Lance Strate:  It's a great question, and actually one problem would be just turn over of personnel.

But the bigger problem is that you simply cannot do a search on images the way you can for verbal statements. If you think about doing a Google search, for example, you can say, if you have a quote, let's do a Google search and you can find out where that quote comes from. But if you have an image in front of you, there's no way to plug it into Google and find that image on the Internet. And there's nothing in the image that helps you to identify where and when it was taken necessarily.

And I know, they're developing technology that is going to solve this problem or, at least, alleviate the problem, but we are not quite there yet.

Newscaster: Professor Lance Strate, a specialist in communication and media studies.

I should note that I posted a link to the archived radio segment soon after the broadcast, and I received a comment from Rinat Korbet, an Israeli information specialist at IVC Research Center.  Rinat, who has an MA in information science from Bar-Ilan University, made the following point:

There are technologies/sites/applications that help identify the source of images by simply uploading them: (also on google) 
But: A. most people don't use them. 
B. It's hard to find the "zero patient" picture, or where it all began. 
Reprint and distribution of pictures spreads like an epidemic and a lot of sites/people don't bother to share the source they copied from. It's easier to understand in the case of texts...

And of course, the bottom line is that finding the images elsewhere on the web does not guarantee that you can identify the source, and may in fact reinforce the false attribution, one of the pitfalls of crowdsourcing.  And, of course, quotations can also be misidentified, but still, they are much easier to identify than images, that should be obvious, and their impact is not the same as the immediate and emotional effects of the visual image.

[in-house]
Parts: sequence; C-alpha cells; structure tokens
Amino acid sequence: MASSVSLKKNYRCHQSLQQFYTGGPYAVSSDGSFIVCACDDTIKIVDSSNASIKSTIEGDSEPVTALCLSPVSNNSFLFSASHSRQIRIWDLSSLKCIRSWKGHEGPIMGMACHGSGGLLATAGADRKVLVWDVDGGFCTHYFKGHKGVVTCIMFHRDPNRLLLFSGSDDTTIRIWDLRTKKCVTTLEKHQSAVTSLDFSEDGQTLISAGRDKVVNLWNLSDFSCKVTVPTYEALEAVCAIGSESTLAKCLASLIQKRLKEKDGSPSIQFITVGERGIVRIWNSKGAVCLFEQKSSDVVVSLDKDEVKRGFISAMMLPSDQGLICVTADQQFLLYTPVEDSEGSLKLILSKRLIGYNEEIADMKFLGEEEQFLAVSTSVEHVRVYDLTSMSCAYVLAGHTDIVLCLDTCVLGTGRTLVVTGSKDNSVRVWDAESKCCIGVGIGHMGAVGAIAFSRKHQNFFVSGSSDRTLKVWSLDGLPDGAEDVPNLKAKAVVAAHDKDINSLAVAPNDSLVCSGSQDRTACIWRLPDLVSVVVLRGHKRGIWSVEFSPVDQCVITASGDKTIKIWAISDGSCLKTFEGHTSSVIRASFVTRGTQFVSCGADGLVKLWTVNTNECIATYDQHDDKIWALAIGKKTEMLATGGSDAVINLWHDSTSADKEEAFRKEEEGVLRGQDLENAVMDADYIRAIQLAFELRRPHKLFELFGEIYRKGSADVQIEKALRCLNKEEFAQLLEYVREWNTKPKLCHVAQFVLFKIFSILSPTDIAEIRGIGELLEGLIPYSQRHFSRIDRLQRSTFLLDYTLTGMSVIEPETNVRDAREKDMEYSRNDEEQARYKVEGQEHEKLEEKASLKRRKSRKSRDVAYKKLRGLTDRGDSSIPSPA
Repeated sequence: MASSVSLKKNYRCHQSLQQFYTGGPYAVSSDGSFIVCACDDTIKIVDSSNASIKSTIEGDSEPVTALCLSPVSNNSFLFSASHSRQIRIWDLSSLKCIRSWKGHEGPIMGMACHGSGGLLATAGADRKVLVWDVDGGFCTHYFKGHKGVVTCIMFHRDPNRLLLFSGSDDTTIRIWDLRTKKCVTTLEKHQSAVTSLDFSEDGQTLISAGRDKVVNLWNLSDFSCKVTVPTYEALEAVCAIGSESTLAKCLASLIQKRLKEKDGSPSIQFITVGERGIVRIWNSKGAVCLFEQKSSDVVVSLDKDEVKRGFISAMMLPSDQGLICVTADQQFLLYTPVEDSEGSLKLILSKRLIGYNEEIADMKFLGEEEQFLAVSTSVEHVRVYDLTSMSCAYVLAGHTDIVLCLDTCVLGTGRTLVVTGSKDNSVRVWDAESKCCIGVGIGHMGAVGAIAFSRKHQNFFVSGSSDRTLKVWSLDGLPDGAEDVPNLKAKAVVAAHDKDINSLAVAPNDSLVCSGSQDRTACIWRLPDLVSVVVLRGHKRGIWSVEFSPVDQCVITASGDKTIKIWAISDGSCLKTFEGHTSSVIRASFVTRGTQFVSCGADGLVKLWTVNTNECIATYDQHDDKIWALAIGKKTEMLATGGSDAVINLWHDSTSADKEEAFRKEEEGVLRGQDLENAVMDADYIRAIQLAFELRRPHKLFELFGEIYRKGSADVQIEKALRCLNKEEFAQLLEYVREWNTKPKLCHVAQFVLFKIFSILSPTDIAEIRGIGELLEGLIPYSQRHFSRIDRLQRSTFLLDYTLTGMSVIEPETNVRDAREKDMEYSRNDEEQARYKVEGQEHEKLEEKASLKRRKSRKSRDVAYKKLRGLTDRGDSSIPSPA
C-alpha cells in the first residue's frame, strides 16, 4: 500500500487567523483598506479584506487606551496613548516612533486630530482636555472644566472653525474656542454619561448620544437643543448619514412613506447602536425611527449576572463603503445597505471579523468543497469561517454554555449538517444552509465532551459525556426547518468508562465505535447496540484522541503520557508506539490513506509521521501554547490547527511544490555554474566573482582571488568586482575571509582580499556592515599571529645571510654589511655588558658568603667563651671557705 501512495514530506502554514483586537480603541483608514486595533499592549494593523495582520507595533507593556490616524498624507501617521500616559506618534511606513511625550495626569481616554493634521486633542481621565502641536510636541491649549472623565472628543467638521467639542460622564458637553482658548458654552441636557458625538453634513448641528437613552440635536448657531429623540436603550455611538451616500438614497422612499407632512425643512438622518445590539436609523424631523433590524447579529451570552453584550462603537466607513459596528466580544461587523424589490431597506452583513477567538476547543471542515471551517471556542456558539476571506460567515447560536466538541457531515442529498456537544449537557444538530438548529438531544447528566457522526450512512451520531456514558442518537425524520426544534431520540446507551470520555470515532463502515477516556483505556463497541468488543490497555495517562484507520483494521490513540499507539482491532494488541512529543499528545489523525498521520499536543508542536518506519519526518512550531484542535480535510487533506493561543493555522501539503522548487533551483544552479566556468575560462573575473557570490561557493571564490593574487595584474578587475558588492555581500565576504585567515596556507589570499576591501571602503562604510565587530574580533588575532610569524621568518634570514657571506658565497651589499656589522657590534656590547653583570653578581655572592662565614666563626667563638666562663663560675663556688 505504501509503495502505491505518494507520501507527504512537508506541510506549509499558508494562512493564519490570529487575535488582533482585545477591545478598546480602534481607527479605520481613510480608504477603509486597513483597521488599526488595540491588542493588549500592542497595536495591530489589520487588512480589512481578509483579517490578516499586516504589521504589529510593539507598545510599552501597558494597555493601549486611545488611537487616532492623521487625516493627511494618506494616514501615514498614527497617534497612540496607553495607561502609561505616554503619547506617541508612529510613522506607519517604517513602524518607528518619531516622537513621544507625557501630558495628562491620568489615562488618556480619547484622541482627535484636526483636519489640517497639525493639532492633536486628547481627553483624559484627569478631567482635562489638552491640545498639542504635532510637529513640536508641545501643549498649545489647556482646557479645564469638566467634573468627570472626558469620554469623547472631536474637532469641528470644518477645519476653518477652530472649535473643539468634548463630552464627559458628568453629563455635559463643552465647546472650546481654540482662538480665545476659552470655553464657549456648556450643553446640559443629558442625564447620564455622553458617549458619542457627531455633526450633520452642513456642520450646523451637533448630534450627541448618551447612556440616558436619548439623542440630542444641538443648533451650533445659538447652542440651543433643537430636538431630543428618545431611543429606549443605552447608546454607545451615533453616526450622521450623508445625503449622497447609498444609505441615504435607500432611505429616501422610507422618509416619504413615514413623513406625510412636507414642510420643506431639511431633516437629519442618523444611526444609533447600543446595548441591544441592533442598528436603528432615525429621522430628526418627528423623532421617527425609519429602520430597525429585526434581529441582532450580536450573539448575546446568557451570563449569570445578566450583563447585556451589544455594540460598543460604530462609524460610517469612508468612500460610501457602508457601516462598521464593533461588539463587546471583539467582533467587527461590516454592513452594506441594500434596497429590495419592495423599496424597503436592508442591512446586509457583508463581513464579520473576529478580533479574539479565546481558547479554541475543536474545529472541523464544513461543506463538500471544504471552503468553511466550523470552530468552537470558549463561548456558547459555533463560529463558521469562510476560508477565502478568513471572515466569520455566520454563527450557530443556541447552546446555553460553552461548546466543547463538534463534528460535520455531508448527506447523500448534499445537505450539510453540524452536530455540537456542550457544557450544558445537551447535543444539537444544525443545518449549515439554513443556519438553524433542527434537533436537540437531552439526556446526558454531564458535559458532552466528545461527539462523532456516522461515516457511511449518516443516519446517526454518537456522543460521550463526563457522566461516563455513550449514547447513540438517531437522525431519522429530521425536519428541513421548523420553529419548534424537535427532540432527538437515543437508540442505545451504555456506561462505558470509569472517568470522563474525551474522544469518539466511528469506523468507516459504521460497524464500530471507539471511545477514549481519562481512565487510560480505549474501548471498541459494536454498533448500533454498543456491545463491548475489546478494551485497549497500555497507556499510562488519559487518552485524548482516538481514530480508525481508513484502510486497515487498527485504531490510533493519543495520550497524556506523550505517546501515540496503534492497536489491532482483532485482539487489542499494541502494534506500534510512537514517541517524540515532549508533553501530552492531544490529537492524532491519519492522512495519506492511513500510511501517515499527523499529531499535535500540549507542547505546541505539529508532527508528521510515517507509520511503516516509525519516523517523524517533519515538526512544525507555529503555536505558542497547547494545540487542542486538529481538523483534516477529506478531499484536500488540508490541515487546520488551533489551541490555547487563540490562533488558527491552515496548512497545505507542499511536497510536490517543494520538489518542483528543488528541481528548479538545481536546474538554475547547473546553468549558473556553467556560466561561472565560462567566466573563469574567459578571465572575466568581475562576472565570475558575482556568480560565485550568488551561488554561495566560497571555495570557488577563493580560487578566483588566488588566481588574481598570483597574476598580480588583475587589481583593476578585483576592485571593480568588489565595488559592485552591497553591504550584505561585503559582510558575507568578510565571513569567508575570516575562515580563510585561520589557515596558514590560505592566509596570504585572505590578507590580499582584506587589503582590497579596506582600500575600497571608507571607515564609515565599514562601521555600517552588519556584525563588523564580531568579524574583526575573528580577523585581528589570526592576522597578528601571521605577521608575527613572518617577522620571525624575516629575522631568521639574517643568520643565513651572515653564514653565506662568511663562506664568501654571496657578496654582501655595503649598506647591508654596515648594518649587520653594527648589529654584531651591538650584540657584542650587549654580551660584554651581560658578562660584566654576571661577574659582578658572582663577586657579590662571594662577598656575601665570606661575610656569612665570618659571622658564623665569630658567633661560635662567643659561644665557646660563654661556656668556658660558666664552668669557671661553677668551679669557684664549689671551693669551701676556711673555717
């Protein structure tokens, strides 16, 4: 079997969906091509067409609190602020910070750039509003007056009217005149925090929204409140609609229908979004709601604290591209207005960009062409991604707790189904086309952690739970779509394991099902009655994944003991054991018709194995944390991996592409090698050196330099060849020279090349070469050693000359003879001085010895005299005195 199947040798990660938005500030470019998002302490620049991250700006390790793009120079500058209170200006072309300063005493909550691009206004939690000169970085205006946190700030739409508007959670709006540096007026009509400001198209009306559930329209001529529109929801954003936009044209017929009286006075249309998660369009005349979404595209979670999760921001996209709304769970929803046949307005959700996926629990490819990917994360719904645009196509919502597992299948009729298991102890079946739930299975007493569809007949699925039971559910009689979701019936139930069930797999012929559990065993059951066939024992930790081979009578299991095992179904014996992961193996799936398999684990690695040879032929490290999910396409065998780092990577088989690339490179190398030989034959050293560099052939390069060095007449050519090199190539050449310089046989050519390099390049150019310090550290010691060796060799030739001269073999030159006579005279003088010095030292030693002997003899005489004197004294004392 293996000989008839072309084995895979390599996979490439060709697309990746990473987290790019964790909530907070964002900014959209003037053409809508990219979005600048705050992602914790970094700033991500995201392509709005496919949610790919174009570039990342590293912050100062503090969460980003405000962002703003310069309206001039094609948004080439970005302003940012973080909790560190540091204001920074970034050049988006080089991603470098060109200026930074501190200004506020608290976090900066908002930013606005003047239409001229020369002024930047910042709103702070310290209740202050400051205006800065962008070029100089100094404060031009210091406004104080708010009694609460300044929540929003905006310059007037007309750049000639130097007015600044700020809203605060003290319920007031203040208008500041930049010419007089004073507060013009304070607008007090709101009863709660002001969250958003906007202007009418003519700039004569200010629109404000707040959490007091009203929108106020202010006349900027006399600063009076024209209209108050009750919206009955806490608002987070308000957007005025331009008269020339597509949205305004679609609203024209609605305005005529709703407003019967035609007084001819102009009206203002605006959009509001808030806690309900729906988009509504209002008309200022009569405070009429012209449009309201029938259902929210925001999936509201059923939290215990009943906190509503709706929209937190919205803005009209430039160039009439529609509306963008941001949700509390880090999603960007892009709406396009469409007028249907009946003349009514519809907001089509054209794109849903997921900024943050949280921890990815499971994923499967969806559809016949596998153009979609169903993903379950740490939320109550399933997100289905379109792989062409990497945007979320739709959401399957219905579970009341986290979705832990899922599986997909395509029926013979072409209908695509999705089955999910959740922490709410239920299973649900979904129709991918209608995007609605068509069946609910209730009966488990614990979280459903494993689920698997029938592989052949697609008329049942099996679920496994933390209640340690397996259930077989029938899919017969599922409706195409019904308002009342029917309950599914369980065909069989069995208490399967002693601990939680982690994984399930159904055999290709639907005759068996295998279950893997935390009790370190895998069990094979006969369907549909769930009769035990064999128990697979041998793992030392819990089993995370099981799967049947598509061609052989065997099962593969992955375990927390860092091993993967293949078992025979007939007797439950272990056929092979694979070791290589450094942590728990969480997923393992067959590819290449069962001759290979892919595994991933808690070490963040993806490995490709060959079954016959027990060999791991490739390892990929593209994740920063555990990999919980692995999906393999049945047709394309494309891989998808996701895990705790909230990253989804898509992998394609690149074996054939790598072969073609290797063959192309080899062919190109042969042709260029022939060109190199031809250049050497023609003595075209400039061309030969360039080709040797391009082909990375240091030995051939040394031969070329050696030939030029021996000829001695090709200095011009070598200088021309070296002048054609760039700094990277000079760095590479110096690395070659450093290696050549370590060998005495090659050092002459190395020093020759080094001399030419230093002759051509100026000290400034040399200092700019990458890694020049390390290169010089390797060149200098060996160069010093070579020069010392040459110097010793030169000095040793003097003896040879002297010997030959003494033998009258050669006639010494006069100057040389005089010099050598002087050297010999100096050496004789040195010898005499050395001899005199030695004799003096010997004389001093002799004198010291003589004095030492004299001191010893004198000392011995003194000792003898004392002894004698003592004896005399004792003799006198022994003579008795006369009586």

Anyway, I do think it was altogether appropriate that this subject was covered on radio, a medium that is entirely devoid of the visual image.  A sound decision, I'd say.  Do you see what I mean?

Tuesday, June 5, 2012

Speaking of Israel

I thought I would share with you some items from my trip to Israel this past March.  I was a guest of the College of Management and Academic Studies in Rishon LeZion, a town not far from Tel Aviv.  COMAS is the acronym they use, at least when they use the Roman alphabet, and it's the largest college in Israel according to its Wikipedia entry.

COMAS is much more than a business school; it is, in fact, a full-fledged university, but has held onto its original name because it's an established brand here in Israel.  Anyway, within the College there is a School of Media Studies, and the Dean is an old friend of mine from my graduate school days at New York University, Eva Berger.

While I was there, I gave a talk about media ecology to the faculty on Sunday, March 11.  As you may know, in Israel, Sunday is the first day of the week.  Well, actually, Sunday is the first day of the week everywhere, that's why it goes all the way on the left side of calendars, but in Israel it's the first day of the work week, and Friday is the first day of the weekend.  By the way, the days of the week in Hebrew literally translate as First Day, Second Day, Third Day, Fourth Day, Fifth Day, Sixth Day, but the seventh day (Saturday) is actually called Shabbat, which of course means Sabbath.